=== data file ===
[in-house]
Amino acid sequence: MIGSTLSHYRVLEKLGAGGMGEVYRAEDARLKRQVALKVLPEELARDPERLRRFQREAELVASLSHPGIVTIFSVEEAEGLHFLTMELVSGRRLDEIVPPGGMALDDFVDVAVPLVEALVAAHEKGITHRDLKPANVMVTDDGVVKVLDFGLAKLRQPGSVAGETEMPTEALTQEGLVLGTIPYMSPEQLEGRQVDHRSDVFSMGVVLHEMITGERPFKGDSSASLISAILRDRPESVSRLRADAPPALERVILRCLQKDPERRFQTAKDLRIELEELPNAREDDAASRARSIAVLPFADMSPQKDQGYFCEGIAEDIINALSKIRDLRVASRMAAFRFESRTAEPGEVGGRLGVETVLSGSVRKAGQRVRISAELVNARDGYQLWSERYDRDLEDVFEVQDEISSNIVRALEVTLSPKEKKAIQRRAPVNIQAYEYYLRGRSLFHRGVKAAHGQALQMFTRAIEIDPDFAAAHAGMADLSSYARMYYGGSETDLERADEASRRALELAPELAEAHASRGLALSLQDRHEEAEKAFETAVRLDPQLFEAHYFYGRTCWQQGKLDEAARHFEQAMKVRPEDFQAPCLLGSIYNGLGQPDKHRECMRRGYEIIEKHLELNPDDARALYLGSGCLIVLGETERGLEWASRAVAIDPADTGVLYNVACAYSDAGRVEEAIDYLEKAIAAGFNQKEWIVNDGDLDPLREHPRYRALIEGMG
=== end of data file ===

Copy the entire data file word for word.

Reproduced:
[in-house]
Amino acid sequence: MIGSTLSHYRVLEKLGAGGMGEVYRAEDARLKRQVALKVLPEELARDPERLRRFQREAELVASLSHPGIVTIFSVEEAEGLHFLTMELVSGRRLDEIVPPGGMALDDFVDVAVPLVEALVAAHEKGITHRDLKPANVMVTDDGVVKVLDFGLAKLRQPGSVAGETEMPTEALTQEGLVLGTIPYMSPEQLEGRQVDHRSDVFSMGVVLHEMITGERPFKGDSSASLISAILRDRPESVSRLRADAPPALERVILRCLQKDPERRFQTAKDLRIELEELPNAREDDAASRARSIAVLPFADMSPQKDQGYFCEGIAEDIINALSKIRDLRVASRMAAFRFESRTAEPGEVGGRLGVETVLSGSVRKAGQRVRISAELVNARDGYQLWSERYDRDLEDVFEVQDEISSNIVRALEVTLSPKEKKAIQRRAPVNIQAYEYYLRGRSLFHRGVKAAHGQALQMFTRAIEIDPDFAAAHAGMADLSSYARMYYGGSETDLERADEASRRALELAPELAEAHASRGLALSLQDRHEEAEKAFETAVRLDPQLFEAHYFYGRTCWQQGKLDEAARHFEQAMKVRPEDFQAPCLLGSIYNGLGQPDKHRECMRRGYEIIEKHLELNPDDARALYLGSGCLIVLGETERGLEWASRAVAIDPADTGVLYNVACAYSDAGRVEEAIDYLEKAIAAGFNQKEWIVNDGDLDPLREHPRYRALIEGMG